Phosphine gas means there might be life on Venus.

Science News explains the strange chemistry that’s behind the new discovery, and why it means that Venus can get added to the same list as Mars and the Jovian moon Europa as a possible home for alien critters of some kind:

Chemical signs of the gas phosphine have been spotted in observations of the Venusian atmosphere, researchers report September 14 in Nature Astronomy. Examining the atmosphere in millimeter wavelengths of light showed that the planet’s clouds appear to contain up to 20 parts per billion of phosphine — enough that something must be actively producing it, the researchers say.

Previous work led by astrochemist Clara Sousa-Silva at MIT suggested that phosphine could be a promising biosignature, a chemical signature of life that can be detected in the atmospheres of other planets using Earth-based or space telescopes.

On Earth, phosphine is associated with microbes or industrial activity — although that doesn’t mean it’s pleasant. “It’s a horrific molecule. It’s terrifying,” Sousa-Silva says. For most Earthly life, phosphine is poisonous because “it interferes with oxygen metabolism in a variety of macabre ways.” For anaerobic life, which does not use oxygen, “phosphine is not so evil,” Sousa-Silva says. Anaerobic microbes living in such places as sewage, swamps and the intestinal tracts of animals from penguins to people are the only known life-forms on Earth that produce the molecule.

Still, when [Cardiff University astronomer Jane] Greaves and colleagues searched Venus’ skies for signs of phosphine, the researchers didn’t expect to actually find any. Greaves looked at Venus with the James Clerk Maxwell Telescope in Hawaii over five mornings in June 2017, aiming to set a detectability benchmark for future studies seeking the gas in the atmospheres of exoplanets, but was startled to find the hints of phosphine. “That’s a complete surprise,” Greaves says. When she was analyzing the observations, “I thought ‘Oh, I must have done it wrong.’”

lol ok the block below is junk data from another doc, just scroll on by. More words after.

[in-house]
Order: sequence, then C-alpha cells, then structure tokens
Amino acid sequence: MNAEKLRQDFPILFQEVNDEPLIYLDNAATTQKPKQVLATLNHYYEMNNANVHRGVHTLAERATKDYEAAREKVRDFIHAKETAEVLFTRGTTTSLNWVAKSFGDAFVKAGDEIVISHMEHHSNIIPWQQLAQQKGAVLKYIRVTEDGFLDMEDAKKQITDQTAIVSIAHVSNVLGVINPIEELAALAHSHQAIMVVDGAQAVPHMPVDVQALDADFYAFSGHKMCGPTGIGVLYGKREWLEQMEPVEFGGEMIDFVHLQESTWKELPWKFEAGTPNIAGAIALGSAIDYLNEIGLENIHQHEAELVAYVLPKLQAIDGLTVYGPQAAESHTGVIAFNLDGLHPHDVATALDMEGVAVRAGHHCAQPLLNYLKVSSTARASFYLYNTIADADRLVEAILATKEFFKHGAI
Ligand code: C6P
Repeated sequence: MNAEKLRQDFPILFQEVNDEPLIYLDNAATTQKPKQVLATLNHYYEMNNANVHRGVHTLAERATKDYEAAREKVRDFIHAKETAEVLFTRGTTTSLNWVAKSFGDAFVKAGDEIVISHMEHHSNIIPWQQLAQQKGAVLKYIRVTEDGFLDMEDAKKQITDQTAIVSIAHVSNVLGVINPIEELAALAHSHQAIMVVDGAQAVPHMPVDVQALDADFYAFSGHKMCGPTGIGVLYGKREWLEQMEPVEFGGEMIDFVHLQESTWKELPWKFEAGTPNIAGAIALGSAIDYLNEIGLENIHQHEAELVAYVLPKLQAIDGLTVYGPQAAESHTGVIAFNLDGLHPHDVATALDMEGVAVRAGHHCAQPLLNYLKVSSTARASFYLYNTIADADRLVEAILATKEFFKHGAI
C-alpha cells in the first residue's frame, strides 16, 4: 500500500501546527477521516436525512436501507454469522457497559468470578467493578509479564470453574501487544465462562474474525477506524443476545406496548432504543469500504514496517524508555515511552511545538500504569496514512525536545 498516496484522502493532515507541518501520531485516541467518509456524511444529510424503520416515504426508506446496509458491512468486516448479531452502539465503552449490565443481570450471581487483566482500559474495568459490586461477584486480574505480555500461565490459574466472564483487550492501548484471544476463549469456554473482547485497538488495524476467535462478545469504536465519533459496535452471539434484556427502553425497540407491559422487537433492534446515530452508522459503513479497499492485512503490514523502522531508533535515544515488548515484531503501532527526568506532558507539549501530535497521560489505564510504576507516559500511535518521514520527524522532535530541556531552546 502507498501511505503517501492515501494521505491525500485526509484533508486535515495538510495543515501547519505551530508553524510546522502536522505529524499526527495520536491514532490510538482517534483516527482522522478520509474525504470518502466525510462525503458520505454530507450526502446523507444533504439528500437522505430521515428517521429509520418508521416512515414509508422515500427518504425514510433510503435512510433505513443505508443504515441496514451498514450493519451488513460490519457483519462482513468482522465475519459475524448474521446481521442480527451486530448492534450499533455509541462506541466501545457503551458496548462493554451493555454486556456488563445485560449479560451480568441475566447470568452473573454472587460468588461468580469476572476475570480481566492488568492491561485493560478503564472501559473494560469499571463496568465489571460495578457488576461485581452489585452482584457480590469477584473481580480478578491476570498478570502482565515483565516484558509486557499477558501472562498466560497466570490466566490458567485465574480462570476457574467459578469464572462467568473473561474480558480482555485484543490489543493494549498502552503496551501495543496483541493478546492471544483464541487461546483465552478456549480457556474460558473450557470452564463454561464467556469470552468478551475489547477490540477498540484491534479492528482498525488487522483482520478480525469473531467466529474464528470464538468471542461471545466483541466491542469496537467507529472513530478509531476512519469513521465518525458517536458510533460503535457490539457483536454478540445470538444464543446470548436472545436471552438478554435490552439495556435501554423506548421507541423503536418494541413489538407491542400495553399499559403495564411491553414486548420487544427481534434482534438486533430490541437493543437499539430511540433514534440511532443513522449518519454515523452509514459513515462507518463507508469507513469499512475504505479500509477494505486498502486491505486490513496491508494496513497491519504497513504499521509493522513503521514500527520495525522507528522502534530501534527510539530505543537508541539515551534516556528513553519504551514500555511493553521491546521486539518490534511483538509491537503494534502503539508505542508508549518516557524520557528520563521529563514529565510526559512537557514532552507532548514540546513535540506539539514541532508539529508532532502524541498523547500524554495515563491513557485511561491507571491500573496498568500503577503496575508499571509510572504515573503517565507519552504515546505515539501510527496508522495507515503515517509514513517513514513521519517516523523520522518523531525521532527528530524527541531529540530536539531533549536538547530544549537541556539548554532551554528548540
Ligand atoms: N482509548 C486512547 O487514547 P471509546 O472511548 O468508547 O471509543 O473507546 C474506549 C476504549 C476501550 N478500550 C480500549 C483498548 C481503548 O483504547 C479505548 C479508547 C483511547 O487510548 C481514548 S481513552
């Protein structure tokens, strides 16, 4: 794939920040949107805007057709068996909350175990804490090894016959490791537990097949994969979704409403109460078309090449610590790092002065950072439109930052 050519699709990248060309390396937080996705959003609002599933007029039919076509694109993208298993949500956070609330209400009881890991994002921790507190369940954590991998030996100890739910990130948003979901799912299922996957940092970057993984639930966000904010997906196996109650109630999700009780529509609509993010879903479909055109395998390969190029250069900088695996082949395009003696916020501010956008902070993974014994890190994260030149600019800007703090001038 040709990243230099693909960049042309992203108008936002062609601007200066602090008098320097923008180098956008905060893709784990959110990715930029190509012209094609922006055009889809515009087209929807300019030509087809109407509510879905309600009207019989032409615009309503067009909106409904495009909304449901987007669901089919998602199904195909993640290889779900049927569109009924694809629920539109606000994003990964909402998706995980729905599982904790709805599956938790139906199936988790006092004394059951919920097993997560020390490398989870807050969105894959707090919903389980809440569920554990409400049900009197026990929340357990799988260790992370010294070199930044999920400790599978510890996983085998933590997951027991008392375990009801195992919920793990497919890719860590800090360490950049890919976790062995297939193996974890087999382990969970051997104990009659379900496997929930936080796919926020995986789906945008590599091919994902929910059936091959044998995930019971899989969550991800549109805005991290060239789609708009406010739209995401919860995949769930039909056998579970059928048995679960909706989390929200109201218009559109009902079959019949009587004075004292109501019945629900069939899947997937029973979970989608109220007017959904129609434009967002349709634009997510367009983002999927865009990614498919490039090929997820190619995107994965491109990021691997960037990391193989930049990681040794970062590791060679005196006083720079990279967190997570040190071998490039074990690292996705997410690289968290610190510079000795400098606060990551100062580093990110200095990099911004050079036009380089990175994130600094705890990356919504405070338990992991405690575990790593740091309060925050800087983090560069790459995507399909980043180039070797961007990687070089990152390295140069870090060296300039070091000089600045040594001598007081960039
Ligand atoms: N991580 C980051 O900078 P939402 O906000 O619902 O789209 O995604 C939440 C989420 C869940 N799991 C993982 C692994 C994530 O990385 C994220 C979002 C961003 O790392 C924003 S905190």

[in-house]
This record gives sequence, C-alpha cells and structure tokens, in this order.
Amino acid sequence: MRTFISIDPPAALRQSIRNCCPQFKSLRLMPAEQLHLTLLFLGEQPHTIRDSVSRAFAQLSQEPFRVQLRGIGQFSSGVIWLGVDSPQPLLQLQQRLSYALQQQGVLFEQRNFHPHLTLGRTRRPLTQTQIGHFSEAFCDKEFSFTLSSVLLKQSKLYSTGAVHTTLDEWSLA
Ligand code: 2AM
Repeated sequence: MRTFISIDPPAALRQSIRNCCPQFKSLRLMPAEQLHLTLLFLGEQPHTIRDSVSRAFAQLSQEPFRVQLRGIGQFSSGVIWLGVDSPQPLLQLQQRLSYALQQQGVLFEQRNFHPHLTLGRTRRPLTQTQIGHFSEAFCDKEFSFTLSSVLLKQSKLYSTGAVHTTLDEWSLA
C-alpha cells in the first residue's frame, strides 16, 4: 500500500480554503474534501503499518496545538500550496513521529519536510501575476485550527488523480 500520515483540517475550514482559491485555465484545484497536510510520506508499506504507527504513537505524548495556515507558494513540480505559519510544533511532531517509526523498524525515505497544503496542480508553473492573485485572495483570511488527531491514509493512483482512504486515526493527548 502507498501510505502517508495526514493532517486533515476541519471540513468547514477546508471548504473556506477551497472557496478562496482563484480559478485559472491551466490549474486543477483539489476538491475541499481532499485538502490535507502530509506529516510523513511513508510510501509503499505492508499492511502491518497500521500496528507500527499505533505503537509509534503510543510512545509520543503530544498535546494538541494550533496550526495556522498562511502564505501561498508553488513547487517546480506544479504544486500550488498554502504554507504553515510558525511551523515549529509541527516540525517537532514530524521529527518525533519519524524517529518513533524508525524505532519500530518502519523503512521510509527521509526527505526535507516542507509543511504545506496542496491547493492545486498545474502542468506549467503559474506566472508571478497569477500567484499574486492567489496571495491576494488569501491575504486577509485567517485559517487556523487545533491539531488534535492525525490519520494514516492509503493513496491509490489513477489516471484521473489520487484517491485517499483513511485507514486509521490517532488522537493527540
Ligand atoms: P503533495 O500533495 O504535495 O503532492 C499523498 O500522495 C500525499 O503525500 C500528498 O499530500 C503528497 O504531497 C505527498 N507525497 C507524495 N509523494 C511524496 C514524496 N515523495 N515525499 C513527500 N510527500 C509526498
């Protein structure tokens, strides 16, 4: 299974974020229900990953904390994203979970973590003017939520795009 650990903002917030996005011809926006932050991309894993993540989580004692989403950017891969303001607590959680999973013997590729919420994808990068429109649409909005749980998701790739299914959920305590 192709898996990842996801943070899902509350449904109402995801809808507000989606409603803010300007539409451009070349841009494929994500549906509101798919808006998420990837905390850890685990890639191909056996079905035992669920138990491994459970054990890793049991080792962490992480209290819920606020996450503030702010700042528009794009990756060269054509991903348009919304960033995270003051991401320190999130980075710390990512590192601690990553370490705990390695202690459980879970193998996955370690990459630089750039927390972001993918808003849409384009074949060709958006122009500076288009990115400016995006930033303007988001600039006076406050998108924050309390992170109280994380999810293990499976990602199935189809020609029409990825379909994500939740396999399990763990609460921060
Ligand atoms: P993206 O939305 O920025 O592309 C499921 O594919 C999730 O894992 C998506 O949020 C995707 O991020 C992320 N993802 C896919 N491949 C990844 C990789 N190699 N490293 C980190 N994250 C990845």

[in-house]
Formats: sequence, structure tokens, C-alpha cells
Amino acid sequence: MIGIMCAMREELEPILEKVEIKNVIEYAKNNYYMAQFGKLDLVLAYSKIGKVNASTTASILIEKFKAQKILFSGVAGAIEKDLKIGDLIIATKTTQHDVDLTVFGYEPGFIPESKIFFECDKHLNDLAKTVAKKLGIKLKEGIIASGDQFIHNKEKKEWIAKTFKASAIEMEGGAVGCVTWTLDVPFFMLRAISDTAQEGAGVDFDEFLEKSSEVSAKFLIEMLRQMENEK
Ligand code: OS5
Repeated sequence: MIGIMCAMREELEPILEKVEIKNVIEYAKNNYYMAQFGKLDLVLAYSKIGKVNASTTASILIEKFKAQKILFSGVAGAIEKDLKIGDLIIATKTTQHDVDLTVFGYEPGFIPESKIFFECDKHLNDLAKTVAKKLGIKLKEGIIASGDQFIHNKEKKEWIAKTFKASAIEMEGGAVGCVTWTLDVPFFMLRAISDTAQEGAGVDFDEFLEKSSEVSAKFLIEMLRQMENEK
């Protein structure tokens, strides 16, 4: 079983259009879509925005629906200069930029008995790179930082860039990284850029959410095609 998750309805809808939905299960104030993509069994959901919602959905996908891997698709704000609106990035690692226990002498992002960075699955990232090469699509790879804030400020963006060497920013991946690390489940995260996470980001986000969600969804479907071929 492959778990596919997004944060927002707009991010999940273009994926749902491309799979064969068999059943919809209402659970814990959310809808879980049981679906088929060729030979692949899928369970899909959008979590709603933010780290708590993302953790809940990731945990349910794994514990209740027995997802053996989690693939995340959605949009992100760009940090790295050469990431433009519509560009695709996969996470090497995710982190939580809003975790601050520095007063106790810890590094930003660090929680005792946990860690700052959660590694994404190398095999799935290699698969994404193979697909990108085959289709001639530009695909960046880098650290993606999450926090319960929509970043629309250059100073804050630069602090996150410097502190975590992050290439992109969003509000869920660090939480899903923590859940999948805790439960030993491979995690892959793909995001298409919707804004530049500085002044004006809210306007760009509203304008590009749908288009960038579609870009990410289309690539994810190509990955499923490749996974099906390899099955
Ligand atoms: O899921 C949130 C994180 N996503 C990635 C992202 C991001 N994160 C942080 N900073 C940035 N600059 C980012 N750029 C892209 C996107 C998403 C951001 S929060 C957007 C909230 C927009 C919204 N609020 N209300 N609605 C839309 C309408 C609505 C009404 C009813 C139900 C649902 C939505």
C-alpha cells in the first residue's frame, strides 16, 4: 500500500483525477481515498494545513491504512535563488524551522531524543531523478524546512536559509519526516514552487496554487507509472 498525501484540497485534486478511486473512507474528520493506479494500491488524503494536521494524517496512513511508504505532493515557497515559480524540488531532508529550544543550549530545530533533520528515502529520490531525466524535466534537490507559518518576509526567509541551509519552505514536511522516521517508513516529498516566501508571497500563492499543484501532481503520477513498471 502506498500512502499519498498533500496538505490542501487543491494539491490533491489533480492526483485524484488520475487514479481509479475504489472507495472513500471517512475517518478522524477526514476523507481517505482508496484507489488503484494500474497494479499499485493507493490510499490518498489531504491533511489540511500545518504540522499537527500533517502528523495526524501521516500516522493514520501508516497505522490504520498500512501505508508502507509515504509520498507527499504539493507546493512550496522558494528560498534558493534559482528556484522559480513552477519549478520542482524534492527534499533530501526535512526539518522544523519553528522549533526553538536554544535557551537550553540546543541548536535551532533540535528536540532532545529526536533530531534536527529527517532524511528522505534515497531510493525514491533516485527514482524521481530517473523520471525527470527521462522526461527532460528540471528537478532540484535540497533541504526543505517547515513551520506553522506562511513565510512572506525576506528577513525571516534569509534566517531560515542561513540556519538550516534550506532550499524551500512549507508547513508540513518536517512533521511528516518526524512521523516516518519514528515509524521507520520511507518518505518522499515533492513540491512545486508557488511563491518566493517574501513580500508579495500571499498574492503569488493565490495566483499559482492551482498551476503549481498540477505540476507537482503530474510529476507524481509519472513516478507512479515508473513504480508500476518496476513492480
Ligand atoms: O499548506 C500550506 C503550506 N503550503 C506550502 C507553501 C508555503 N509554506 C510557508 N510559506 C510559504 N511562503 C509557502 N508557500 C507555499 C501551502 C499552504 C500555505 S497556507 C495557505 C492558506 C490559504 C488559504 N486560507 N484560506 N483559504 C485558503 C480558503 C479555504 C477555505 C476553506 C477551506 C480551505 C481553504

So the team checked again with a more powerful telescope, the Atacama Large Millimeter/submillimeter Array in Chile, in March 2019. But the signature of phosphine — seen as a dip in the spectrum of light at about 1.12 millimeters — was still there. The gas absorbs light in that wavelength. Some other molecules also absorb light near that wavelength, but those either couldn’t explain the whole signal or seemed improbable, Greaves says. “One of those is a plastic,” she says. “I think a floating plastic factory is a less plausible explanation than just saying there’s phosphine.”

Greaves, Sousa-Silva and colleagues considered every explanation they could think of apart from life: atmospheric chemistry; ground and subsurface chemistry; volcanoes outgassing phosphine from the Venusian interior; meteorites peppering the atmosphere with phosphine from the outside; lightning; solar wind; tectonic plates sliding against each other. Some of those processes could produce trace amounts of phosphine, the team found, but orders of magnitude less than the team detected.

“We’re at the end of our rope,” Sousa-Silva says. She hopes other scientists will come up with other explanations. “I’m curious what kind of exotic geochemistry people will come up with to explain this abiotically.”